So, the question is, does Google PageRank really matter? Should you focus on increasing your PageRank? Should you panic if your PageRank changes?
These are all great questions when you’re deciding on what’s most important to focus your energy on when optimizing your website. By understanding what PageRank is and how it’s calculated, you can see its limitations in a changing search landscape and see what it can be used to measure.
What is PageRank?
PageRank, named after Google co-founder Larry Page, is a technology that assigns a value to ‘the importance of a webpage by looking at other pages that link to it, in addition to other data. In other words, Google assigns a score to every page it indexes based on the quality of the websites linking to it. PageRank is scored on a 0-10 basis, with a PR0 being the lowest and PR10 the highest. New websites will have a PR of N/A until Google updates it.
For a technical discussion on how PageRank is calculated, the equation below is most likely a version of the formula used for calculation:
PR(A) = (1-d) + d(PR(t1)/C(t1) + … + PR(tn)/C(tn))
This formula is the original equation published when Google first came out the the PageRank metric, and although it has most likely gone through much change and many iterations over the years, the basic values are probably still quite similar. In this equation, ‘t1-tn’ are pages linking to A, and C is the number of outbound links that a page has. D is a ‘damping factor’ which is usually set to 0.85.
To simplify this, you can view it as follows:
A page’s PR equals:
0.15 + 0.85 x ‘a share’ of the PR divided by # outbound links on the page
The most important conclusion you should draw from this is that links coming from a PR3 page with 5 outbound links would be more valuable than links coming from a PR5 page with 1,000 outbound links.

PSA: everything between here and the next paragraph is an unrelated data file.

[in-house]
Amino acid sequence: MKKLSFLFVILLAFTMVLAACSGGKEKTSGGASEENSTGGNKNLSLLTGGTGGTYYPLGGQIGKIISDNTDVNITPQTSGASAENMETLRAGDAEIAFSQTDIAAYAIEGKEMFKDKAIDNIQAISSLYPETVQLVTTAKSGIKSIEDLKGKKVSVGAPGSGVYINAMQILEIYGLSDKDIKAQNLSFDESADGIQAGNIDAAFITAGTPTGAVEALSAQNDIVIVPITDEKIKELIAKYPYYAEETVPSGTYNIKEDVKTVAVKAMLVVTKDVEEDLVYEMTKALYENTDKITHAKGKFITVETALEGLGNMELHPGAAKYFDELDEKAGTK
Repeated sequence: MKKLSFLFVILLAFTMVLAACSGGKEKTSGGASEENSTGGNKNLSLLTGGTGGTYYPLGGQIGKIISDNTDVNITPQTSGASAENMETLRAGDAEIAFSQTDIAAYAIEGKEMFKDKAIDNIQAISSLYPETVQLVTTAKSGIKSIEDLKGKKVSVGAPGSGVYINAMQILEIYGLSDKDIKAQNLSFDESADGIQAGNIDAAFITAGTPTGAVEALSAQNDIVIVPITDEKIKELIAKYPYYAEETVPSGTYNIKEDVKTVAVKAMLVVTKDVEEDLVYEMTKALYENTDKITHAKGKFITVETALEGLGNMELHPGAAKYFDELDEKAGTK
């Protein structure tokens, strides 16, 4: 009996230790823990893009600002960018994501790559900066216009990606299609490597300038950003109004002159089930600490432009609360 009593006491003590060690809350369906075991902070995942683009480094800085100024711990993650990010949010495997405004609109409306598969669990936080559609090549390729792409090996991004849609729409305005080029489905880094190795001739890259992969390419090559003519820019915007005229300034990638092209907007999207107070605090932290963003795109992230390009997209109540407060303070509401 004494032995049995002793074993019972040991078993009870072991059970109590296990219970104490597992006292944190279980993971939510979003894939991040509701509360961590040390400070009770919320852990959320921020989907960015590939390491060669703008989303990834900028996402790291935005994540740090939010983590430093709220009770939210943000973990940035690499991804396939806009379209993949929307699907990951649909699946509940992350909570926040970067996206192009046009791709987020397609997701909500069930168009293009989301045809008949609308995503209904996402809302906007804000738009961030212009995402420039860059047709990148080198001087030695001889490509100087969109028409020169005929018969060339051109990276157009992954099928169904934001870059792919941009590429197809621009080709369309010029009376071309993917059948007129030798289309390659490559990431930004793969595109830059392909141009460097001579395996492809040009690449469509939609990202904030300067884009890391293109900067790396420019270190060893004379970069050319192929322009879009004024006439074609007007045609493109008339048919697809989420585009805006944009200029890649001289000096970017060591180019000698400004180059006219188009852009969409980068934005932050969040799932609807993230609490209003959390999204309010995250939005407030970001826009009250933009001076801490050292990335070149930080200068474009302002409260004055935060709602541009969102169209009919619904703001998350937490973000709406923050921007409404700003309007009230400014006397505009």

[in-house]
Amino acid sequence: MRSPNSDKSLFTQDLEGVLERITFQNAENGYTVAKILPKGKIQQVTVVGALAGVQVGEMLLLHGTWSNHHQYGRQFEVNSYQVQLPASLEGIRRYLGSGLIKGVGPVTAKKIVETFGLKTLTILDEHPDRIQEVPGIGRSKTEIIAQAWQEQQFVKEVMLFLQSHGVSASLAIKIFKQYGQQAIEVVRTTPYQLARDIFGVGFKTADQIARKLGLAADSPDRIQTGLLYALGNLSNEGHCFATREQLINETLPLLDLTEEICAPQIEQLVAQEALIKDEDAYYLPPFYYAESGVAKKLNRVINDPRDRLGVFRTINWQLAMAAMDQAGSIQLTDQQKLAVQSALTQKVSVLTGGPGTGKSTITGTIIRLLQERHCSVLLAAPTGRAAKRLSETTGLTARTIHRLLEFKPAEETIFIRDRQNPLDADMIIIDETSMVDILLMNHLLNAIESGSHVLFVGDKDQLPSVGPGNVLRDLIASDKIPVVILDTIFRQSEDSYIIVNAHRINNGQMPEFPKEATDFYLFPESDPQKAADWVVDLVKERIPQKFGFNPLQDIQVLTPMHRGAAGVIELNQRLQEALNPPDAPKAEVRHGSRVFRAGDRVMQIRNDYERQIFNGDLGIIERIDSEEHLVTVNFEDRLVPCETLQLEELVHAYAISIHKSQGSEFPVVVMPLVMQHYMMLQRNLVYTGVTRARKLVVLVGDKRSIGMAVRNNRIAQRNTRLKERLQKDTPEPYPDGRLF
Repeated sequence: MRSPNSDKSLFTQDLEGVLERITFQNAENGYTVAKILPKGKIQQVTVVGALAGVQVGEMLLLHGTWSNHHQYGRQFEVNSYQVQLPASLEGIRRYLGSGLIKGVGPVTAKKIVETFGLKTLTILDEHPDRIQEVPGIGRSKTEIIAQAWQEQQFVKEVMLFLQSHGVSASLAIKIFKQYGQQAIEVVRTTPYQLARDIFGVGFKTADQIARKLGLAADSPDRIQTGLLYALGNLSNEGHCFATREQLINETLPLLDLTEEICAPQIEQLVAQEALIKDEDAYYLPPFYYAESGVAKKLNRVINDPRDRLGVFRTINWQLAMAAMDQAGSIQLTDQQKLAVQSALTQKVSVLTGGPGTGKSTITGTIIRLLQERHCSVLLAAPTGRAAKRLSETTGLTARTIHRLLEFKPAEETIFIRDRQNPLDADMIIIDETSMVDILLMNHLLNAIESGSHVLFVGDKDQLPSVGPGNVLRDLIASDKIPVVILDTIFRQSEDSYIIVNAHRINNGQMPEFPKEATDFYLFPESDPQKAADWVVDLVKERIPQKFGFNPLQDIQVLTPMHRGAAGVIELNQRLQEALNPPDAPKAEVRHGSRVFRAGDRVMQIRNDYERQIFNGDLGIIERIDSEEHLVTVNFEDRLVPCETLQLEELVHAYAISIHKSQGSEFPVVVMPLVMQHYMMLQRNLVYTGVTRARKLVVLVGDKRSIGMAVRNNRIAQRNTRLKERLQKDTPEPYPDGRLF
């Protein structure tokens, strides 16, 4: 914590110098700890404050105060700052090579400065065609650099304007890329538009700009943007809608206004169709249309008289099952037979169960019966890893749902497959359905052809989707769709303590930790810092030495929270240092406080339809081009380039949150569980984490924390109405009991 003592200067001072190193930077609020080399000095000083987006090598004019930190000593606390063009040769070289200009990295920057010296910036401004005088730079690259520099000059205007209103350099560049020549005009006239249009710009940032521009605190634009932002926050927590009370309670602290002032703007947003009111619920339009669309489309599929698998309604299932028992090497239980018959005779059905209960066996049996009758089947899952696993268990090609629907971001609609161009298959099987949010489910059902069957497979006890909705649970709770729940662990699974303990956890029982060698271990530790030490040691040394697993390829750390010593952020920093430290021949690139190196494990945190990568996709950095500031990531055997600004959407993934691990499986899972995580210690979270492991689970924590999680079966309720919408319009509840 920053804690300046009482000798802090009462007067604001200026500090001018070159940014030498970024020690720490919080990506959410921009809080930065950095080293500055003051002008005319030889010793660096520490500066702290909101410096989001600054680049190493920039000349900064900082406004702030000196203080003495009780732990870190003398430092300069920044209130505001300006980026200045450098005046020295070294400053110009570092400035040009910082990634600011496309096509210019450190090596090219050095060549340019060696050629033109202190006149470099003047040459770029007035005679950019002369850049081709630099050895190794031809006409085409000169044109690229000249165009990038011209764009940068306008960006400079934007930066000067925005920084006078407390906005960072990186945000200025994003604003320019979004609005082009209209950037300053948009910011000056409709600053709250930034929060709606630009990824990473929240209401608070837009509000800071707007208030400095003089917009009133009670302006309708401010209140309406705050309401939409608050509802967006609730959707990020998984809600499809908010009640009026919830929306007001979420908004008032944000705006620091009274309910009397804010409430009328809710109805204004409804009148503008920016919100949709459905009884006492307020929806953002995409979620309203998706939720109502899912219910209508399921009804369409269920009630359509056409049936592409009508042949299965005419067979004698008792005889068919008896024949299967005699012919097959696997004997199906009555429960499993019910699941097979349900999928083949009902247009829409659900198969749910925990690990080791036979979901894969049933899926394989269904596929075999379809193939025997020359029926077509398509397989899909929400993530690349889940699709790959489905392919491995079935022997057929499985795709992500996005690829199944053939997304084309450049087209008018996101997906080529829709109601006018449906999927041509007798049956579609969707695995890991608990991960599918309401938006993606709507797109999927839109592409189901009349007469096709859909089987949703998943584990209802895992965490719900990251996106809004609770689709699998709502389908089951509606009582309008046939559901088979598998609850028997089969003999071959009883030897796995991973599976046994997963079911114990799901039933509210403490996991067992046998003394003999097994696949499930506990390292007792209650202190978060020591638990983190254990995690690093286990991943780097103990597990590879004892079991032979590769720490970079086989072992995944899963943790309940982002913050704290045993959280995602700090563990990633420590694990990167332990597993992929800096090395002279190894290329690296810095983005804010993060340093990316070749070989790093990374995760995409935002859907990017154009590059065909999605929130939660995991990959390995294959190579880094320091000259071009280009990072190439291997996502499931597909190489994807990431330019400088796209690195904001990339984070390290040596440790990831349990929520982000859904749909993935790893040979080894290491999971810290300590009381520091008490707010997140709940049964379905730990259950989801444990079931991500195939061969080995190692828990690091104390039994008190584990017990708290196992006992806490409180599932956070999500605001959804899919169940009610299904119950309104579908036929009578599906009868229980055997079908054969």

Another important thing to understand is that PageRank works on a
logarhythmic scale. This means the difference between a PR0 rank and a PR1 rank is not the same as the difference between a PR7 and a PR8 site.
The image below by Elliance should provide a visual on how the logarhythmic difference between PR levels can be seen:
How often does Google update PageRank?
Historically Google updates PageRank a few times a year in the toolbar; however it’s actually updated constantly on Google’s end. There were 5 updates in 2008 and 5 in 2009; 1 in 2010, and 3 in 2011. Google doesn’t show us the new PR scores to prevent people from focusing on it; they’d rather see webmasters create great content and value rather than focus on PR all the time.
Is PageRank important?
The fact is, just because a site has high PageRank doesn’t mean it will necessarily rank high in search results. Also, a lower PageRank doesn’t mean your site won’t rank well. We have seen many instances where a page has lower PageRank than other pages but still outranks them in SERP’s.
In an SEOmoz study, over 4,000 keyword phrases that appeared in the SERP’s were correlated to their PageRank scores. A perfect correlation would mean that there would be a 1:1 relationship to PageRank and SERP rank. The result of the study was that PageRank only correlated to a level of 0.20; far less than you would expect if PageRank was the critical factor in where your page shows up in search results. So in reality, PageRank only slightly correlates with actual rank (see below).
PageRank clearly isn’t as important as it used to be, and as Google explains, it’s only one of over 200 factors that goes into its algorithm for ranking web pages.